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Jul13FriThe rest of summer. July 13, 2018 by Lieutenant Erin Metcalf
Summer. For many of us, it means the rush of the school year that dictates the pace of our lives has come to an end. We are invited to slow down and breathe, to enjoy two months of warm, sunny days and fill them with memories. And yet we are so tied to our calendars—whatever we use to keep on top of all our activities—that it seems strange to think about setting them aside for the summer, or even for a moment.
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- Opinion & Critical Thought
I recall my childhood summers with such fondness, it stirs a place deep inside me, a place I guard fiercely. Summers spent with cousins and family friends. Summers spent running wild through what seemed like a vast wilderness of open space, with long grass and trees as far as our eyes could see. Summers spent swimming in the lake, hollering to each other to duck under the water when the horseflies began swarming.
I remember the smell of the campfire at dusk as my dad and grandpa created a sacred space for us to share stories, sing and play some instruments. We roasted marshmallows and baked potatoes wrapped in tinfoil. We performed the same skits over and over again for our parents, an audience that never grew tired of cheering and clapping, bestowing on us something beyond our comprehension at the time—the gift of esteem and self-worth.
When the singing and skits were over and the sun was tucked away for the night, we dared each other to sneak off into the neighbouring graveyard—never sure we would make it out alive. We shared ghost stories in the dark, resulting in hysterical laughter or a terrified trip to the safety of our parents playing board games in the cottage up the hill.
Come Sunday morning, we often found ourselves sitting around the fire once again, for our own version of church—lawn chairs on holy ground.
For me, that small cottage in Ontario was sacred land, a thin place—where heaven and earth meet and seem to touch.Lifelong friendships developed as we ran around in the hot sun, playing hide and seek in the bushes. We learned how to be doctors when we happened upon wounded forest creatures, once desperately trying to save a snake with a BandAid. We learned how to be entrepreneurs when we raided cupboards for cookies and baked goods, then sold them back to our unsuspecting parents and used the profits to buy our own candy and treats from the general store. We became amateur counsellors when a heart was broken or an ego bruised from losing a game of chicken. We defied sleep at sleepovers, giggling over crushes.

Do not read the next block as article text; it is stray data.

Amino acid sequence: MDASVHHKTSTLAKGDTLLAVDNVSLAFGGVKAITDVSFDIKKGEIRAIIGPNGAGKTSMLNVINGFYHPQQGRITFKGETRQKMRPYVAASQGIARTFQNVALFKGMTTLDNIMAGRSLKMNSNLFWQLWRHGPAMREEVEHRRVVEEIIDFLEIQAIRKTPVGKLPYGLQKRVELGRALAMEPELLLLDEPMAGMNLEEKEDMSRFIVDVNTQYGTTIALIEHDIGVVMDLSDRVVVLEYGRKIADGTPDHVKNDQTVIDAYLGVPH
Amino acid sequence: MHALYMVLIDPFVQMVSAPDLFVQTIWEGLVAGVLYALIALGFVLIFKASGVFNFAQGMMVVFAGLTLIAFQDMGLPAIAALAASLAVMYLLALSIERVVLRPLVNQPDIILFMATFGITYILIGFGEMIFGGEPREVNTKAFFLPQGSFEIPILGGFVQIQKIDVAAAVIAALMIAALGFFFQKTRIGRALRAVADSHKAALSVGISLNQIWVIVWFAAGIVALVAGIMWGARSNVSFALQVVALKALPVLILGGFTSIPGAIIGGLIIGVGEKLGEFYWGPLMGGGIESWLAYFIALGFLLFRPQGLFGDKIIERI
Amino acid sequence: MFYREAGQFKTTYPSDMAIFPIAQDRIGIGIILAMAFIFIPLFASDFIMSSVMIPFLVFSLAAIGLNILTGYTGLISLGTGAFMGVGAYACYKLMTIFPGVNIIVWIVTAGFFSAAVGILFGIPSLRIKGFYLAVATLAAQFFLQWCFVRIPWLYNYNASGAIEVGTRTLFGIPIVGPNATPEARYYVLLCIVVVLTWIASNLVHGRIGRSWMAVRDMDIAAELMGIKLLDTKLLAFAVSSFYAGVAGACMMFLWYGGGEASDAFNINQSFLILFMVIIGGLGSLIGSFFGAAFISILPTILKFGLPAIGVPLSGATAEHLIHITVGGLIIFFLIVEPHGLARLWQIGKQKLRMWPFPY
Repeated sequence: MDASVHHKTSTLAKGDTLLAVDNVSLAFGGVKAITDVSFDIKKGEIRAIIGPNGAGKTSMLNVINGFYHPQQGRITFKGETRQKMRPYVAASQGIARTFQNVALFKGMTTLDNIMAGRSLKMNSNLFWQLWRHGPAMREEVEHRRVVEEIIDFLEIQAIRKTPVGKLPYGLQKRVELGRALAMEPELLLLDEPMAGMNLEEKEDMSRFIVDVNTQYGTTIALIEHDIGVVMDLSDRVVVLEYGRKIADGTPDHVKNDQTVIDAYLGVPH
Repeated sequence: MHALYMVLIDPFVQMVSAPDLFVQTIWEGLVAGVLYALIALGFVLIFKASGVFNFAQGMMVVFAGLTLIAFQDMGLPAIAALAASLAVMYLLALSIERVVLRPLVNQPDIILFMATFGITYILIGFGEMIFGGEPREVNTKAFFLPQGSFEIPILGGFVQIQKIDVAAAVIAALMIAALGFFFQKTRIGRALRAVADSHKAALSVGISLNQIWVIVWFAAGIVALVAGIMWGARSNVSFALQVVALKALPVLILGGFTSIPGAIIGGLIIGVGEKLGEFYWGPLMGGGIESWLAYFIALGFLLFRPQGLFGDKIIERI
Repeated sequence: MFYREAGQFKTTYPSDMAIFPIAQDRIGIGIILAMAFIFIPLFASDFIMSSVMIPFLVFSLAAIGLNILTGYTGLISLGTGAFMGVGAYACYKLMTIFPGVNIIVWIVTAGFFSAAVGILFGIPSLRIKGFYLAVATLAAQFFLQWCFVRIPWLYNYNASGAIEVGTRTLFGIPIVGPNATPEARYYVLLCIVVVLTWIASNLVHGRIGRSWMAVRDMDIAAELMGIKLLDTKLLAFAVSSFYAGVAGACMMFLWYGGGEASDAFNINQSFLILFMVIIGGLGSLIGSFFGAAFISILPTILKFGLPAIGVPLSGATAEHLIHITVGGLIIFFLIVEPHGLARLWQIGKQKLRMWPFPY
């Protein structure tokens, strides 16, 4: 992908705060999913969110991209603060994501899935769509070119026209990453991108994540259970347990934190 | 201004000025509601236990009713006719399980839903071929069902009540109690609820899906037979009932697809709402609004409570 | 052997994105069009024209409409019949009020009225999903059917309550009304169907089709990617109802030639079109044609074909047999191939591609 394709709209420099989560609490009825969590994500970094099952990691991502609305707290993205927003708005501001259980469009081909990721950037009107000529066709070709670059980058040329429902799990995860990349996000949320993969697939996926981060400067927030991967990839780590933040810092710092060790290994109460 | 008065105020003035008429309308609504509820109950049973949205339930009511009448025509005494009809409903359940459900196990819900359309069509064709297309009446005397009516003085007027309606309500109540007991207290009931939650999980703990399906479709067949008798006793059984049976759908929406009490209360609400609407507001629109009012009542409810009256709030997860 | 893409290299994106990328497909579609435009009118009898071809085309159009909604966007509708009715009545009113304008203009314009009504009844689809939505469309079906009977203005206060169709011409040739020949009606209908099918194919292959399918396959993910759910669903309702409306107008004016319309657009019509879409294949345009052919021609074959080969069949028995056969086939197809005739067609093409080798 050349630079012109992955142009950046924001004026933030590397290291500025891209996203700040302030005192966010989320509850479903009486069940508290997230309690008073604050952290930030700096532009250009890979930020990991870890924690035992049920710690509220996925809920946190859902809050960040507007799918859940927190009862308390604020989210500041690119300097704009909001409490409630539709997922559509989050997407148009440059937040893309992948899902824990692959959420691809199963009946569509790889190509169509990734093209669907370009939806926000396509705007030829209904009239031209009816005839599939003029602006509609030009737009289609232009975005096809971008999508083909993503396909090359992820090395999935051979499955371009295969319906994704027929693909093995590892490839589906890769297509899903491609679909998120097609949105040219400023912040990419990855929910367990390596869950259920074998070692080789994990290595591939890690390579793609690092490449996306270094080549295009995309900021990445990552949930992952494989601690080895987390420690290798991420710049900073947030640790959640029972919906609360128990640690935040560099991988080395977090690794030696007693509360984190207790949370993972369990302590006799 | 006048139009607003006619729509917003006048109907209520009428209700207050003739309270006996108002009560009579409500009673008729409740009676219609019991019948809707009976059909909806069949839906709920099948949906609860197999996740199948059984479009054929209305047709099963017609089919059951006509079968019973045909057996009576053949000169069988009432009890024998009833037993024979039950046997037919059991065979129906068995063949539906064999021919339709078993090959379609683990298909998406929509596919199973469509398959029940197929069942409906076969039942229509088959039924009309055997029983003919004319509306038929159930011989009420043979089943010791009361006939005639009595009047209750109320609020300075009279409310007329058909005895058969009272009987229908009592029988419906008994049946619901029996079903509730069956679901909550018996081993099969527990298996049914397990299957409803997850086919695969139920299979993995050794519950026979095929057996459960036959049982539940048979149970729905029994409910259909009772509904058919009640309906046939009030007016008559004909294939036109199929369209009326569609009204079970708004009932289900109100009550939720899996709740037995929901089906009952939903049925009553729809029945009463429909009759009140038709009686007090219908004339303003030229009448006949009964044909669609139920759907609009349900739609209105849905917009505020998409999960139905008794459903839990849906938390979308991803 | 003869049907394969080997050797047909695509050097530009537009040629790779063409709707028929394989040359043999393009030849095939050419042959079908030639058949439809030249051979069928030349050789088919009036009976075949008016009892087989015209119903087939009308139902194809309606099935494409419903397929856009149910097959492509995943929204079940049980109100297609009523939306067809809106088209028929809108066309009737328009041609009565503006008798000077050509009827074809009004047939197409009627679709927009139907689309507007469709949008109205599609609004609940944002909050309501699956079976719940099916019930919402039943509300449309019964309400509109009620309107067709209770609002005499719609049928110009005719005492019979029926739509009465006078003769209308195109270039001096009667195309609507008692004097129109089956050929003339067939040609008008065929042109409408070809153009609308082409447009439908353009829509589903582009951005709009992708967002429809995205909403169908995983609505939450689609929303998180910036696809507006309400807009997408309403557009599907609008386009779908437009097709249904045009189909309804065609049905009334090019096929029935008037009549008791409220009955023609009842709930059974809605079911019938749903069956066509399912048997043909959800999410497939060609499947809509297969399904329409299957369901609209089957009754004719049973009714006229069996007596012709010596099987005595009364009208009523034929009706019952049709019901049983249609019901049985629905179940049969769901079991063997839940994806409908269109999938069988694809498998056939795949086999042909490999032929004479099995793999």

There was no such thing as being careful or cautious—it was normal for eight-year-olds to race a four-wheel vehicle around the property. We took our cues from my grandfather, a man who saw the joy in every situation and longed to create a wonderland of fun where kids could be kids. We all cheered when he sat on an old kitchen chair, on top of a wooden board, and was pulled around the lake by a speedboat. He showed us that we are only limited by our imaginations.
I miss those days. For me, that small cottage in Ontario was sacred land, a thin place—where heaven and earth meet and seem to touch. In the midst of a busy schedule, I long for more of this peace for myself and my family, for play and deep rest.
Jesus knows our need. He said, “Come to me, all you who are weary and burdened, and I will give you rest” (Matthew 11:28). What a beautiful promise. I can’t recreate the past or transport myself back to those summers. But what I can do is find rest in the presence of Jesus, and wait in expectation as he creates new thin places in our lives.
Lieutenant Erin Metcalf is the corps officer at Niagara Orchard Community Church in Niagara Falls, Ont.